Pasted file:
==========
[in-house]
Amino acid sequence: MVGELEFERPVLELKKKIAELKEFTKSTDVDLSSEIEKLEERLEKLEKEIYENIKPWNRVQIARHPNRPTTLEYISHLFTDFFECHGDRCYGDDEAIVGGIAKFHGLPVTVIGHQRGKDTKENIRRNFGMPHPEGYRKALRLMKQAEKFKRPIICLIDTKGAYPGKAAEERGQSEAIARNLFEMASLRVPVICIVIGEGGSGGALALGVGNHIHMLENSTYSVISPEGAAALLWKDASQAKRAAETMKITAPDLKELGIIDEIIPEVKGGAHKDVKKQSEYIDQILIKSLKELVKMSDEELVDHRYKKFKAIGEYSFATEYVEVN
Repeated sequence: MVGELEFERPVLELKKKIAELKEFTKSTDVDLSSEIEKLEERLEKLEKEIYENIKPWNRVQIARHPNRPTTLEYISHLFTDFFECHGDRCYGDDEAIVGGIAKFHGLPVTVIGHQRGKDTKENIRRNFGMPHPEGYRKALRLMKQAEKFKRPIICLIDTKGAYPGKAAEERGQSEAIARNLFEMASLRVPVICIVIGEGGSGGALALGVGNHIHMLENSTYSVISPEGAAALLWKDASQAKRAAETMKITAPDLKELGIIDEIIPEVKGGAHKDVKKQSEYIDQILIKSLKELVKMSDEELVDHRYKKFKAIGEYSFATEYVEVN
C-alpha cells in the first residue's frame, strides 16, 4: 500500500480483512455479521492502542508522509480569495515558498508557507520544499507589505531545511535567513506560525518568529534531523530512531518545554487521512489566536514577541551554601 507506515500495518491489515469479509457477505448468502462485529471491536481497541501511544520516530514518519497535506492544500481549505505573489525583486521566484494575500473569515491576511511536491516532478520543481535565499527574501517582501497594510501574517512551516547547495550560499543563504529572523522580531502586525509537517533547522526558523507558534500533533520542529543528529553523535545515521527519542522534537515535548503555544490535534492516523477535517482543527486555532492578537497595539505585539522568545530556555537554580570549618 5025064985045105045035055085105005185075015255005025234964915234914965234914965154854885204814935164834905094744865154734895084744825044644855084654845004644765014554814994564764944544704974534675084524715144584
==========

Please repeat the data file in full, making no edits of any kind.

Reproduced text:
[in-house]
Amino acid sequence: MVGELEFERPVLELKKKIAELKEFTKSTDVDLSSEIEKLEERLEKLEKEIYENIKPWNRVQIARHPNRPTTLEYISHLFTDFFECHGDRCYGDDEAIVGGIAKFHGLPVTVIGHQRGKDTKENIRRNFGMPHPEGYRKALRLMKQAEKFKRPIICLIDTKGAYPGKAAEERGQSEAIARNLFEMASLRVPVICIVIGEGGSGGALALGVGNHIHMLENSTYSVISPEGAAALLWKDASQAKRAAETMKITAPDLKELGIIDEIIPEVKGGAHKDVKKQSEYIDQILIKSLKELVKMSDEELVDHRYKKFKAIGEYSFATEYVEVN
Repeated sequence: MVGELEFERPVLELKKKIAELKEFTKSTDVDLSSEIEKLEERLEKLEKEIYENIKPWNRVQIARHPNRPTTLEYISHLFTDFFECHGDRCYGDDEAIVGGIAKFHGLPVTVIGHQRGKDTKENIRRNFGMPHPEGYRKALRLMKQAEKFKRPIICLIDTKGAYPGKAAEERGQSEAIARNLFEMASLRVPVICIVIGEGGSGGALALGVGNHIHMLENSTYSVISPEGAAALLWKDASQAKRAAETMKITAPDLKELGIIDEIIPEVKGGAHKDVKKQSEYIDQILIKSLKELVKMSDEELVDHRYKKFKAIGEYSFATEYVEVN
C-alpha cells in the first residue's frame, strides 16, 4: 500500500480483512455479521492502542508522509480569495515558498508557507520544499507589505531545511535567513506560525518568529534531523530512531518545554487521512489566536514577541551554601 507506515500495518491489515469479509457477505448468502462485529471491536481497541501511544520516530514518519497535506492544500481549505505573489525583486521566484494575500473569515491576511511536491516532478520543481535565499527574501517582501497594510501574517512551516547547495550560499543563504529572523522580531502586525509537517533547522526558523507558534500533533520542529543528529553523535545515521527519542522534537515535548503555544490535534492516523477535517482543527486555532492578537497595539505585539522568545530556555537554580570549618 5025064985045105045035055085105005185075015255005025234964915234914965234914965154854885204814935164834905094744865154734895084744825044644855084654845004644765014554814994564764944544704974534675084524715144584